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  • Mandla Mkhwanazi

The (in)Equality of All Believers

South Africa is one of the most unequal countries in the world. The evidence is all around us. Being an unequal society has massive implications for everyone living in such a society. As Christians this puts us in a privileged position of contributing to the cause of justice, and being examples to the world of what pure and true religion looks like.

Issues of inequality have clear connections to the gospel since they touch on the heart of justice which the Bible calls us to think about. They also cause us to grapple with the application of texts that allude to the fact that the poor we will always have with us, therefore we are commanded by God to “freely open [our] hands to [our brothers], to [our] needy and poor in [our] land” (Deuteronomy 15:11).

We Cannot be Silent

The neglect of robust discussions and helpful writing and preaching by Christians on these issues has resulted in and contributed to the confusion and uneasiness when it comes to dealing with these issues. They might be dealt with politically, but I do not think they are exclusively political, and so to push them out of the church by branding them political and coining them as ‘social gospel’ issues is rather unfortunate. These are deep seated gospel issues, and if anyone really cares about the people of God then they will have something to say about the negative effects of varying socio-economic issues and the impact they have on the people of God. The inequality in our country has spilled over to all areas of our lives.

All of us are one day going to stand before the Almighty & All Compassionate God. We might hear these words: “For I was hungry, and you gave Me something to eat; I was thirsty, and you gave Me something to drink; I was a stranger, and you invited Me in; naked, and you clothed Me; I was sick, and you visited Me; I was in prison, and you came to Me.’ Then the righteous will answer Him, ‘Lord, when did we see You hungry, and feed You, or thirsty, and give You something to drink? And when did we see You a stranger, and invite You in, or naked, and clothe You? When did we see You sick, or in prison, and come to You?’ The King will answer and say to them, ‘Truly I say to you, to the extent that you did it to one of these brothers of Mine, even the least of them, you did it to Me.” (Matthew 25:35-40)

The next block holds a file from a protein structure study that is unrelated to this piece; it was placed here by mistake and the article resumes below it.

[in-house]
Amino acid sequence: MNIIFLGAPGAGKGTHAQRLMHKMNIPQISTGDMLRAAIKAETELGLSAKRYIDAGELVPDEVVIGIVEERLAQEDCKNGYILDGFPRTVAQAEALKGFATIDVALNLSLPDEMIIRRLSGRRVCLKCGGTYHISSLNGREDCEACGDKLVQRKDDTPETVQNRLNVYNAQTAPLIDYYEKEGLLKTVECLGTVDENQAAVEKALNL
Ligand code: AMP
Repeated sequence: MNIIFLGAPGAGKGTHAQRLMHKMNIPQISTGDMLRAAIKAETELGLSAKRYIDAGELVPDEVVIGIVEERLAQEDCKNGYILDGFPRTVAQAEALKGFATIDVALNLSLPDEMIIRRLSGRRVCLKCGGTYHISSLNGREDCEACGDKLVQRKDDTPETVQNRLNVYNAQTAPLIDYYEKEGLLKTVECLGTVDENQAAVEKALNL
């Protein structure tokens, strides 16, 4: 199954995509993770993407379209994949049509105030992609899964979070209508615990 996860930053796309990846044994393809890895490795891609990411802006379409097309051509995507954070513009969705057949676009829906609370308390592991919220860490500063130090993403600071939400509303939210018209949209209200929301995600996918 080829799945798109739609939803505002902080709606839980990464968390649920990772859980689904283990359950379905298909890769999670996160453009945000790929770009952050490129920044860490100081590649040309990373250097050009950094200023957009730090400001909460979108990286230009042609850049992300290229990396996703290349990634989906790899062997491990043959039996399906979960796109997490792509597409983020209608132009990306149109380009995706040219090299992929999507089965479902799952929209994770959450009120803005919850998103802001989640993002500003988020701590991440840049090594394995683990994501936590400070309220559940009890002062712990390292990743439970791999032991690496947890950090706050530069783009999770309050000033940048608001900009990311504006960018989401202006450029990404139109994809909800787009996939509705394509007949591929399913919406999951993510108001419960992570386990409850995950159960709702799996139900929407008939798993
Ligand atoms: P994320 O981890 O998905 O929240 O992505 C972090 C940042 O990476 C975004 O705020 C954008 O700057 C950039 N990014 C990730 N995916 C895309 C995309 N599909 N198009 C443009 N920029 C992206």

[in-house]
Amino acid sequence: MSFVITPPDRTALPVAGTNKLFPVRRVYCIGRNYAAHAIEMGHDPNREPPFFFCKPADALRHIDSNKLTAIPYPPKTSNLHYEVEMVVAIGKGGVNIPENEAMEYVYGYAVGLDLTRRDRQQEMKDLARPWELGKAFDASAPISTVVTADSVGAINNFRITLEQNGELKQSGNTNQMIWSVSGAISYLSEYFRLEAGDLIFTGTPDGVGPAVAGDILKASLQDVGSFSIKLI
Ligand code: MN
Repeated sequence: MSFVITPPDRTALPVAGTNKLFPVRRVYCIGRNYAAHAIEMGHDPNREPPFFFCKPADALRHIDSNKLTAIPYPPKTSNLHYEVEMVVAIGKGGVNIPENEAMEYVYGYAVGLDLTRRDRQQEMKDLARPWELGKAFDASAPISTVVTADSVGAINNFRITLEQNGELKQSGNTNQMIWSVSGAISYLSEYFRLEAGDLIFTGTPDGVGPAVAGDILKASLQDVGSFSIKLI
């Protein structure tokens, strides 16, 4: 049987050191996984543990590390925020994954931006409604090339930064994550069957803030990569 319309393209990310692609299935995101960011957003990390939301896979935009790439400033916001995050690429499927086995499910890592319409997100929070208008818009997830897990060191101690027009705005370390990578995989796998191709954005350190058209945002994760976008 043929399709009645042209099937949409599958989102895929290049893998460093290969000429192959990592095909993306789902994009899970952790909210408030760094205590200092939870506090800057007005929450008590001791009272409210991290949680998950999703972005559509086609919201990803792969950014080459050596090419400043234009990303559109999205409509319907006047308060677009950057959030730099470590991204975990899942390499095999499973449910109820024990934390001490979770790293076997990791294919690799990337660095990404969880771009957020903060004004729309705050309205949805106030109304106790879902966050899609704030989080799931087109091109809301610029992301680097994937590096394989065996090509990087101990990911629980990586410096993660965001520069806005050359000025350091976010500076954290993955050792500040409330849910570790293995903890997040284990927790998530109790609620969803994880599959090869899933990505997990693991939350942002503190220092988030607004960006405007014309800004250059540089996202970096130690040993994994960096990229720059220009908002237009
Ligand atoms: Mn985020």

What are you doing about issues of inequality in South Africa? How can you exercise grace in this regard?

Removing Structural Inequalities

In Acts 6 when the disciples increased in number (v1), there was a complaint by the Hellenists that rose against the Hebrews “because their widows were being neglected in the daily distribution of food” (v2). The response of the Apostles gives us a model for our churches. Firstly, their affirmation of the centrality of the word of God among the people of God (v2). Secondly, they made sure that they did away with the structural inequalities so that the less privileged would not be neglected (v3).

Led by the Holy Spirit, they chose men of good repute, full of the Spirit and of wisdom, from all the race groups that were represented amongst them. Those who serve in the church should, likewise, be of a similar diversity in order that they may better understand the problem of socio-economic inequality. And be in a better position to address these issues. The Church of Jesus Christ is now more dynamic than ever and thus we must be even more aware of the tensions and the particular struggles of those who belong to the body.

Author: Tsholofelo Kukuni

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